Scientists have made the most detailed images of the sun ever. They come from a brand new Inouye solar telescope in Hawaii and show how the sun consists of popping corn kernels.
Project director Thomas Rimmele is delighted with the images made by the 344 million euro telescope of the National Solar Observatory. “These are the most detailed images ever taken of the sun’s surface!” Exults Rimmele in The Guardian.
But what do we actually see?
The bubbling ‘golden’ cell-like structures are rising parts of plasma about 6,000 degrees Celsius warm. One such ‘cube’ is about the size of a country and grows to the surface, explodes as it were, and releases its heat, only to ‘cool down’ disappear into the sun and make room for other ascending plasma.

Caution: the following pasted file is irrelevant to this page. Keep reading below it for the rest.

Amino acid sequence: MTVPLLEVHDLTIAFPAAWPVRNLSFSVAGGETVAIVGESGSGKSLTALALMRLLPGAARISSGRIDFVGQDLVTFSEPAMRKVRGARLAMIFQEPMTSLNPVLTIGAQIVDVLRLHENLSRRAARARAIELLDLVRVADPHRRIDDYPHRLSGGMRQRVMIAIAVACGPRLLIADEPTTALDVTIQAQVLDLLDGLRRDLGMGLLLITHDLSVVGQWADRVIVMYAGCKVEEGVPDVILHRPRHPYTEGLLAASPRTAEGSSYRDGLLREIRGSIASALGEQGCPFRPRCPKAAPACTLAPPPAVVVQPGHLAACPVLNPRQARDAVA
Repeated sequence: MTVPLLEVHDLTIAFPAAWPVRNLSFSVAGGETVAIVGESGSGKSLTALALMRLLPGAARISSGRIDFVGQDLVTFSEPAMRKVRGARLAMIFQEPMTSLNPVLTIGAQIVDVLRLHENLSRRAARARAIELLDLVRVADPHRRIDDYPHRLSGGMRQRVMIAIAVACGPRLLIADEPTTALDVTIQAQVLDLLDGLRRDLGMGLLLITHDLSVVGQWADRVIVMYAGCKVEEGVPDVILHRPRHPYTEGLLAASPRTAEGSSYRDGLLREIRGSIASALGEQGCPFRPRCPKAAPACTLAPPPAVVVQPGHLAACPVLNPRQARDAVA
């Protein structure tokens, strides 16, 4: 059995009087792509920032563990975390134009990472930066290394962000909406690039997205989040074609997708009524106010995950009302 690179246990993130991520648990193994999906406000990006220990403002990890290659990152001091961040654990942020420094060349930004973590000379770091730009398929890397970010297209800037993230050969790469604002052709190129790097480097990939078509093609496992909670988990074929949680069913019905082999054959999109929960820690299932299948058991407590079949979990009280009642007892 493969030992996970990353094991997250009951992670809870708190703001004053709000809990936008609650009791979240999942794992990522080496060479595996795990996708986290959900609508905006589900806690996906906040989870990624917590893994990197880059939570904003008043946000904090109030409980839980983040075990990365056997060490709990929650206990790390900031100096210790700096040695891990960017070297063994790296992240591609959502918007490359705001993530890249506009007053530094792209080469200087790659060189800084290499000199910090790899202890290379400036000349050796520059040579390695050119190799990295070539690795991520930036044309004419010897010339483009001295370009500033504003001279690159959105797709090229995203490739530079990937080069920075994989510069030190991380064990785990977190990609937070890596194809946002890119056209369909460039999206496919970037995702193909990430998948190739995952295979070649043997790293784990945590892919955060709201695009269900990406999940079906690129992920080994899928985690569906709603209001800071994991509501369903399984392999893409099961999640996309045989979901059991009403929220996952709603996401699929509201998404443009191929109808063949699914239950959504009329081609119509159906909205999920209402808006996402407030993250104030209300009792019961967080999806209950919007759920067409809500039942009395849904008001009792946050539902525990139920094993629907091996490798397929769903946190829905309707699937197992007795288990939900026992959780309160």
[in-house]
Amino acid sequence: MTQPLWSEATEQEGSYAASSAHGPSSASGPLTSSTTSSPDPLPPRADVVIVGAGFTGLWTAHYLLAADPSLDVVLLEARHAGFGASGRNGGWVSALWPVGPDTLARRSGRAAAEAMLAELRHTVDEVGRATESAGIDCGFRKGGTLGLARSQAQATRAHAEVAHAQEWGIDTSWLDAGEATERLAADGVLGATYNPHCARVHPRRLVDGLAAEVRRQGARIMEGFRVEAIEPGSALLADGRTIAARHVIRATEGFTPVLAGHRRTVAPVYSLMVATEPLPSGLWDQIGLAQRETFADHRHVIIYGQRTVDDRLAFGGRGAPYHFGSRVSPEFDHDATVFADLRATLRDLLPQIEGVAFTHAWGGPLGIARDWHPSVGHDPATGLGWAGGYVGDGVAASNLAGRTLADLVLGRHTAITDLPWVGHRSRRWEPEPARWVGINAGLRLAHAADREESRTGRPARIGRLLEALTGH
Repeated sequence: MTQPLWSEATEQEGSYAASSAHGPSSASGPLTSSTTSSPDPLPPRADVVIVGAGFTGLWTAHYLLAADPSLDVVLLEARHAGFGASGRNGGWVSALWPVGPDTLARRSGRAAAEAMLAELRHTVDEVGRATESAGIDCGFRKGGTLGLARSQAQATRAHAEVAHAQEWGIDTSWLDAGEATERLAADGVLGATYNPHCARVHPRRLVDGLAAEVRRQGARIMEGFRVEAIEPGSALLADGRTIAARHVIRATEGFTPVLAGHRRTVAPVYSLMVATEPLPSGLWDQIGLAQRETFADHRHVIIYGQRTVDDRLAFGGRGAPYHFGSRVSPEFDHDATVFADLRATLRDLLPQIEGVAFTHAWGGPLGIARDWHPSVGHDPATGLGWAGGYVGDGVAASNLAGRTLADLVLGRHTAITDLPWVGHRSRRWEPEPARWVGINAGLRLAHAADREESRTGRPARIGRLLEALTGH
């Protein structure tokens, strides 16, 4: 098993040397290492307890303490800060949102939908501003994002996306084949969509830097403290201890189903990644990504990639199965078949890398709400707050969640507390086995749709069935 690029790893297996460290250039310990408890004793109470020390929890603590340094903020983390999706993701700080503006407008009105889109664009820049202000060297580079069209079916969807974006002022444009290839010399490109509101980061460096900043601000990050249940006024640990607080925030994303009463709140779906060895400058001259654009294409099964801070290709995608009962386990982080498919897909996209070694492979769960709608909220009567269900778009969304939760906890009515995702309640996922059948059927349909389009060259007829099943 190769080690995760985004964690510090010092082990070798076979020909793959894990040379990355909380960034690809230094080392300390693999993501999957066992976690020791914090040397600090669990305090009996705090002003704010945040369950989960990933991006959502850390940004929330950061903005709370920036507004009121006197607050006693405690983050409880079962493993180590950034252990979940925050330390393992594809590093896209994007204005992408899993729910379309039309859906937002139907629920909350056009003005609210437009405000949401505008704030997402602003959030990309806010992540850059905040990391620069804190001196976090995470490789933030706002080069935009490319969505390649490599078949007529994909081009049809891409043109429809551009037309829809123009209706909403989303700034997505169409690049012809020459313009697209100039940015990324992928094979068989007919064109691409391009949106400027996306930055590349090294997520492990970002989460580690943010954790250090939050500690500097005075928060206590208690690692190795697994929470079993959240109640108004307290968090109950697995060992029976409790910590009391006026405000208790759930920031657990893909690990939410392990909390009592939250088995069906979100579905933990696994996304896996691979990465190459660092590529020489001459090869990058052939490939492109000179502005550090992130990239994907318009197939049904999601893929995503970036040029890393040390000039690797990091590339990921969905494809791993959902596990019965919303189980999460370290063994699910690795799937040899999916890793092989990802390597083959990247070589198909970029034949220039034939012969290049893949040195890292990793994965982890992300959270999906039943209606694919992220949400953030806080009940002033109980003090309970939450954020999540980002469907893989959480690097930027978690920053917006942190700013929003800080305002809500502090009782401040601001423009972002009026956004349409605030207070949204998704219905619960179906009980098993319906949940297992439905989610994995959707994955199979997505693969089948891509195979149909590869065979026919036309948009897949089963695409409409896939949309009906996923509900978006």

‘At first, it looked like we were looking at a definite point, at a single structure. But now we see them falling apart into much smaller structures, explains Rimmele.
The solar telescope stands at the top of Hawaii’s three-kilometer-high Haleakala volcano, and the mirror has a diameter of four meters, the largest in the world. Because this mirror can get extremely hot, the telescope stands in an ice pool so that the device cannot overheat. Twelve kilometers of water pipes have been laid to supplement the ice pool.
With the new images, scientists can better research the natural and chemical functions of the sun and thus better predict the space weather. And that’s not all, says Rimmele: With the new instruments that will be brought into use in the next six months, we can measure the magnetic fields around the sun’s surface.